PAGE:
As I followed the fierce debate over President Trump’s executive order, denounced by its opponents as a “Muslim ban,” my thoughts turned the Jewish ban that changed the career of my mentor, Bernard Lewis.
Lewis, the great historian of the Middle East who last May turned 100, travelled extensively in Arab countries in the late 1930s and 1940s. Born in Britain to British-born parents, he traversed French-ruled Syria for his doctoral work, and then served in the British army in Arab lands during the Second World War. In 1949, at the age of 33, he was already a highly-regarded academic authority on medieval Islam and a full professor at the University of London. The university gave him a year of study leave to travel in the Middle East. But the Arab reaction to the creation of Israel derailed his research plans. Lewis explained what happened in an article published in 2006:
Bernard Lewis: became a Turkish specialist because Arab countries would not let him in
Virtually all the Arab governments announced that they would not give visas to Jews of any nationality. This was not furtive—it was public, proclaimed on the visa forms and in the tourist literature. They made it quite clear that people of the Jewish religion, no matter what their citizenship, would not be given visas or be permitted to enter any independent Arab country. Again, not a word of protest from anywhere. One can imagine the outrage if Israel had announced that it would not give visas to Muslims, still more if the United States were to do so. As directed against Jews, this ban was seen as perfectly natural and normal. In some countries it continues to this day, although in practice most Arab countries have given it up.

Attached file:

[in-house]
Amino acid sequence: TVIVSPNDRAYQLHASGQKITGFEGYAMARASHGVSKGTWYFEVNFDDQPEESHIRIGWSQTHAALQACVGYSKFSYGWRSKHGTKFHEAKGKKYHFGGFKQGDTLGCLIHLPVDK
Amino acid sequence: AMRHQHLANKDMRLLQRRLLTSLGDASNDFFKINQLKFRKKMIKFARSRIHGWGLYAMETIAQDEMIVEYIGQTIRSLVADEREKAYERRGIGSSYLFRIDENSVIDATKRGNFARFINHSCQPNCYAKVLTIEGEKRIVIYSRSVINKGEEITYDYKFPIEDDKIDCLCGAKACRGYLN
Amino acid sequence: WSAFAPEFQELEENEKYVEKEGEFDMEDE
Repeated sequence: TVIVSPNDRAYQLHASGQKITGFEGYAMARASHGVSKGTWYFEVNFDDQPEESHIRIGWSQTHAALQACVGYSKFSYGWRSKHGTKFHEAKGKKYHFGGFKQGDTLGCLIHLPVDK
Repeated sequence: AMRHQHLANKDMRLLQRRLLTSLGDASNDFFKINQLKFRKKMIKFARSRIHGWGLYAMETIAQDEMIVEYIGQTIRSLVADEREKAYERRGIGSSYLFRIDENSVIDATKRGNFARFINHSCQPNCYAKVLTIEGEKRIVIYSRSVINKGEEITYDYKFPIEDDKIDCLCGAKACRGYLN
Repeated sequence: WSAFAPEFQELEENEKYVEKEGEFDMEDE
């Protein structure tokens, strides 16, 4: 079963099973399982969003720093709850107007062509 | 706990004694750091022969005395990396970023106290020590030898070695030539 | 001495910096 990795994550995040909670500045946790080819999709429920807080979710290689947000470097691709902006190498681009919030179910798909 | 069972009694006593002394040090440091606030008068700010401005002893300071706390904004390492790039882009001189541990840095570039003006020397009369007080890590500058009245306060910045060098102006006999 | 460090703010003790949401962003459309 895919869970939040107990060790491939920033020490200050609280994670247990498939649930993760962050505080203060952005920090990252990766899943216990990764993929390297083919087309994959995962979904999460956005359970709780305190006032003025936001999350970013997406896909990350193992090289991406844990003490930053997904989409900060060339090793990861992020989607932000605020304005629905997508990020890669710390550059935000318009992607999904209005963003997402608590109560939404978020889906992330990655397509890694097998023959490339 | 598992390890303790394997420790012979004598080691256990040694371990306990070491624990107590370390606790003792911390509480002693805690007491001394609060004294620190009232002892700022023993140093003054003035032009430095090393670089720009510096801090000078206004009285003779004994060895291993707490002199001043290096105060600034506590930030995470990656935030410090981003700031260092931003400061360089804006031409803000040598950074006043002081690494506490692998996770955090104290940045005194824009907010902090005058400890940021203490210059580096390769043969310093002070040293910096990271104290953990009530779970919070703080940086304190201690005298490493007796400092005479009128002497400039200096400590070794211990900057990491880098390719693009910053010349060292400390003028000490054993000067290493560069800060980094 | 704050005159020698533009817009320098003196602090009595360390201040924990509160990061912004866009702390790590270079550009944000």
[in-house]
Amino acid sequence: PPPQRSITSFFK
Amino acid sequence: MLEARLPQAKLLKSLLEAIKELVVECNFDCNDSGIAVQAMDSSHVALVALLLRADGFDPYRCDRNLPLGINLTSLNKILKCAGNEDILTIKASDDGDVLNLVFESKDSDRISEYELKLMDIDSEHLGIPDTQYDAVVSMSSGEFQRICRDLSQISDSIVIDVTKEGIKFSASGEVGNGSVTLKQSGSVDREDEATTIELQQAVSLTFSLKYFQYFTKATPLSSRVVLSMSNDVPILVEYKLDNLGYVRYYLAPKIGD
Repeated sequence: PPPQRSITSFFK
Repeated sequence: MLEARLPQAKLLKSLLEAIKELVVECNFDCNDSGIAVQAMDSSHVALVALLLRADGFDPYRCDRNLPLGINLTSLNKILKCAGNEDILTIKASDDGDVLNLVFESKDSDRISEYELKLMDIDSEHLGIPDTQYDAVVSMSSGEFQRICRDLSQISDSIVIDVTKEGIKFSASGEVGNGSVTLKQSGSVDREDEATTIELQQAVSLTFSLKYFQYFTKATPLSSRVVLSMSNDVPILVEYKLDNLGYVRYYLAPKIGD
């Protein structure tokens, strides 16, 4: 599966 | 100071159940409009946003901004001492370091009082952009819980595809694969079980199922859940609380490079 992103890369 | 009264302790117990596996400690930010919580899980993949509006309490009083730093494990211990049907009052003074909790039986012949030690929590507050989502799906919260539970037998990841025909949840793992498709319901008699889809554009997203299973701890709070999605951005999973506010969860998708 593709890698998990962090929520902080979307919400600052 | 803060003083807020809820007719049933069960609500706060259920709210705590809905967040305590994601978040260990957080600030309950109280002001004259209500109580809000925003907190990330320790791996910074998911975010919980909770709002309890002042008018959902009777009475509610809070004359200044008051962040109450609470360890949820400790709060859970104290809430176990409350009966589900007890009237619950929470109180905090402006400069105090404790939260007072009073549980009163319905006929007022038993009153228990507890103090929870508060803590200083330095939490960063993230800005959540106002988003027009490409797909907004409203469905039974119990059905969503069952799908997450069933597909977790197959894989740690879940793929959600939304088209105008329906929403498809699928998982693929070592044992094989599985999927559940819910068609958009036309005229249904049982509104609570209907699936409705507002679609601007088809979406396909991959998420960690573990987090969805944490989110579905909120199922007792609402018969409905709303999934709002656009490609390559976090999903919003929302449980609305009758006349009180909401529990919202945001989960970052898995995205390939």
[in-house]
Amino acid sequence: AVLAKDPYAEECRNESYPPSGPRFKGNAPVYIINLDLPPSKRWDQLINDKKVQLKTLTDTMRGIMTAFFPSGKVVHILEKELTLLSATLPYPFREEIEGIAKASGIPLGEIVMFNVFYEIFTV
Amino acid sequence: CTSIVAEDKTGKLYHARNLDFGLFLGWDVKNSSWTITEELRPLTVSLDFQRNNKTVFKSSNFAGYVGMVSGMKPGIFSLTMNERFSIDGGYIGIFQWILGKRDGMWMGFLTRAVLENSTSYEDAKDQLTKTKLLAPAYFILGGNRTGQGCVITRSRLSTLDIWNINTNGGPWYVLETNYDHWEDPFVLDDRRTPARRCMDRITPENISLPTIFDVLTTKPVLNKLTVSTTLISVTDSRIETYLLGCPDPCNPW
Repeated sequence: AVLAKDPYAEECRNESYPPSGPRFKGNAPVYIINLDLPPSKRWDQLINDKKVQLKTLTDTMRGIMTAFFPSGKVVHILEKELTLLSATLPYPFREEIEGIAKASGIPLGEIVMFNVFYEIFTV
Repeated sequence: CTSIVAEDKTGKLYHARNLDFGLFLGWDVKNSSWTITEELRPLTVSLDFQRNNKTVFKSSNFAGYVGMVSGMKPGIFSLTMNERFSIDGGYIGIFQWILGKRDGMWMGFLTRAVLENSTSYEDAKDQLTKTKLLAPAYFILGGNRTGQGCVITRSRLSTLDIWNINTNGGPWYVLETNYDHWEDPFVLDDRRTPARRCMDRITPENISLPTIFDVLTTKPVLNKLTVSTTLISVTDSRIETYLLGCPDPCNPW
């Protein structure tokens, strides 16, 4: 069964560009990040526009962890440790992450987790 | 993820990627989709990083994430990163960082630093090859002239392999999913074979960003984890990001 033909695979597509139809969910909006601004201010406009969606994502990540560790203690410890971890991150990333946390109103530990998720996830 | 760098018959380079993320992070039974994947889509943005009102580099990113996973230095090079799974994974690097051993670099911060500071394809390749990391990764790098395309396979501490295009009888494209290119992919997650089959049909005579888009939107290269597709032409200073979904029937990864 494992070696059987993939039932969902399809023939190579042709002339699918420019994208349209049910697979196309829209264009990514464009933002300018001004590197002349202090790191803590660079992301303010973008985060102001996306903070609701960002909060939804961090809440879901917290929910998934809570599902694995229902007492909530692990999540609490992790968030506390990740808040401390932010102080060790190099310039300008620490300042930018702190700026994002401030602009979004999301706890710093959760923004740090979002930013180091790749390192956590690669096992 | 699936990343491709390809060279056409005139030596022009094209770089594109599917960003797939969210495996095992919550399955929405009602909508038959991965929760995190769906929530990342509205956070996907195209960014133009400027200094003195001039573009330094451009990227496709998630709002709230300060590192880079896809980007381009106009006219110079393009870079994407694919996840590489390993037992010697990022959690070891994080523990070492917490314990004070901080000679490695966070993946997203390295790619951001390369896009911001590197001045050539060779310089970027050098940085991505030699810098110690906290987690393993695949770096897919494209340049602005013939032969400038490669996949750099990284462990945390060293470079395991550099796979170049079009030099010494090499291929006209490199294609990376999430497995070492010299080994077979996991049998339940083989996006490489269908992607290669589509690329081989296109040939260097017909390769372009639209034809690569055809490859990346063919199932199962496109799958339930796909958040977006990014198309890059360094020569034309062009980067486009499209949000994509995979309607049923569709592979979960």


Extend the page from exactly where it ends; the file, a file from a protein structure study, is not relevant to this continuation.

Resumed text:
Neither the United Nations nor the public protested any of this in any way, so it is hardly surprising that Arab governments concluded that they had license for this sort of action and worse.According to Lewis (in his memoirs), some Jews fudged their religious identification on visa applications. (“One ingenious lady from New York City even described herself as a ‘Seventh Avenue Adventist.'”) Others simply lied.
But most of us, even the nonreligious, found it morally impossible to make such compromises for no better reason than the pursuit of an academic career. This considerably reduced the number of places to which one could go and in which one could work…. At that time, for Jewish scholars interested in the Middle East, only three countries were open—Turkey, Iran and Israel…. It was in these three countries therefore that I arranged to spend the academic year 1949-50.In retrospect, it is fortunate that Lewis had to make the adjustment: he became the first Western historian admitted to the Ottoman archives in Istanbul, and his pioneering work in this area opened up a vast field of study. Yet his exclusion as a Jew clearly rankled. It was something he hadn’t experienced in Britain, yet Western governments now failed to stand up for their Jewish citizens by insisting that they be accorded equal treatment. And in the 1950s, it got worse: not only did Arab states not admit Jews, they drove their own Jews into exile. This may have been the animating force behind Lewis’s 1986 book Semites and Anti-Semites, one of the first to analyze the continuing mutations of antisemitism in the Arab world.
Today, Arab states don’t ban Jews as such. They do ban Israelis.
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